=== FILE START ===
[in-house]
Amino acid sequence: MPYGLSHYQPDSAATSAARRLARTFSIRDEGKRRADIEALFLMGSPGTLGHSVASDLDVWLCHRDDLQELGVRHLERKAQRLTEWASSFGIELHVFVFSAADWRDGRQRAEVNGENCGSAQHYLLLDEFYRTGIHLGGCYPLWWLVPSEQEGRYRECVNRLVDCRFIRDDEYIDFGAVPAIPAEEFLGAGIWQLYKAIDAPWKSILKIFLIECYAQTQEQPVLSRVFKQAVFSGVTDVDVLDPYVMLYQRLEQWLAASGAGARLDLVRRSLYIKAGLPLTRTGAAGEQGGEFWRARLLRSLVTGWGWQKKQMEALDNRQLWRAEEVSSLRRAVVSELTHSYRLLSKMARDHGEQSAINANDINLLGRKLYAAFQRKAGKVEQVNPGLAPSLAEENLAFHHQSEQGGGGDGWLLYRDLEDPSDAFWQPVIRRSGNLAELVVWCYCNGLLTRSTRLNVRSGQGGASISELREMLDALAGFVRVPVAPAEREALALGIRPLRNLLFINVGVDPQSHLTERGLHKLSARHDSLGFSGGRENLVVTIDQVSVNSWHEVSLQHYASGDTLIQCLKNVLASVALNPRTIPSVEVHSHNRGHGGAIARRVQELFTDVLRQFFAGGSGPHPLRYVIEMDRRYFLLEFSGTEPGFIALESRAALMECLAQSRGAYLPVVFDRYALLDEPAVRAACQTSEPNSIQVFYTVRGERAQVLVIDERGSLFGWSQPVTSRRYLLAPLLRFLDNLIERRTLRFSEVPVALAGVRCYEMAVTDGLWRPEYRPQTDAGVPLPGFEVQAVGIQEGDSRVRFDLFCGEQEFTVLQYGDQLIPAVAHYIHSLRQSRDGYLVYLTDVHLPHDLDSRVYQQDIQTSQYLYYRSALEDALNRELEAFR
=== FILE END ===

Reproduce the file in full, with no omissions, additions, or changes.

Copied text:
[in-house]
Amino acid sequence: MPYGLSHYQPDSAATSAARRLARTFSIRDEGKRRADIEALFLMGSPGTLGHSVASDLDVWLCHRDDLQELGVRHLERKAQRLTEWASSFGIELHVFVFSAADWRDGRQRAEVNGENCGSAQHYLLLDEFYRTGIHLGGCYPLWWLVPSEQEGRYRECVNRLVDCRFIRDDEYIDFGAVPAIPAEEFLGAGIWQLYKAIDAPWKSILKIFLIECYAQTQEQPVLSRVFKQAVFSGVTDVDVLDPYVMLYQRLEQWLAASGAGARLDLVRRSLYIKAGLPLTRTGAAGEQGGEFWRARLLRSLVTGWGWQKKQMEALDNRQLWRAEEVSSLRRAVVSELTHSYRLLSKMARDHGEQSAINANDINLLGRKLYAAFQRKAGKVEQVNPGLAPSLAEENLAFHHQSEQGGGGDGWLLYRDLEDPSDAFWQPVIRRSGNLAELVVWCYCNGLLTRSTRLNVRSGQGGASISELREMLDALAGFVRVPVAPAEREALALGIRPLRNLLFINVGVDPQSHLTERGLHKLSARHDSLGFSGGRENLVVTIDQVSVNSWHEVSLQHYASGDTLIQCLKNVLASVALNPRTIPSVEVHSHNRGHGGAIARRVQELFTDVLRQFFAGGSGPHPLRYVIEMDRRYFLLEFSGTEPGFIALESRAALMECLAQSRGAYLPVVFDRYALLDEPAVRAACQTSEPNSIQVFYTVRGERAQVLVIDERGSLFGWSQPVTSRRYLLAPLLRFLDNLIERRTLRFSEVPVALAGVRCYEMAVTDGLWRPEYRPQTDAGVPLPGFEVQAVGIQEGDSRVRFDLFCGEQEFTVLQYGDQLIPAVAHYIHSLRQSRDGYLVYLTDVHLPHDLDSRVYQQDIQTSQYLYYRSALEDALNRELEAFR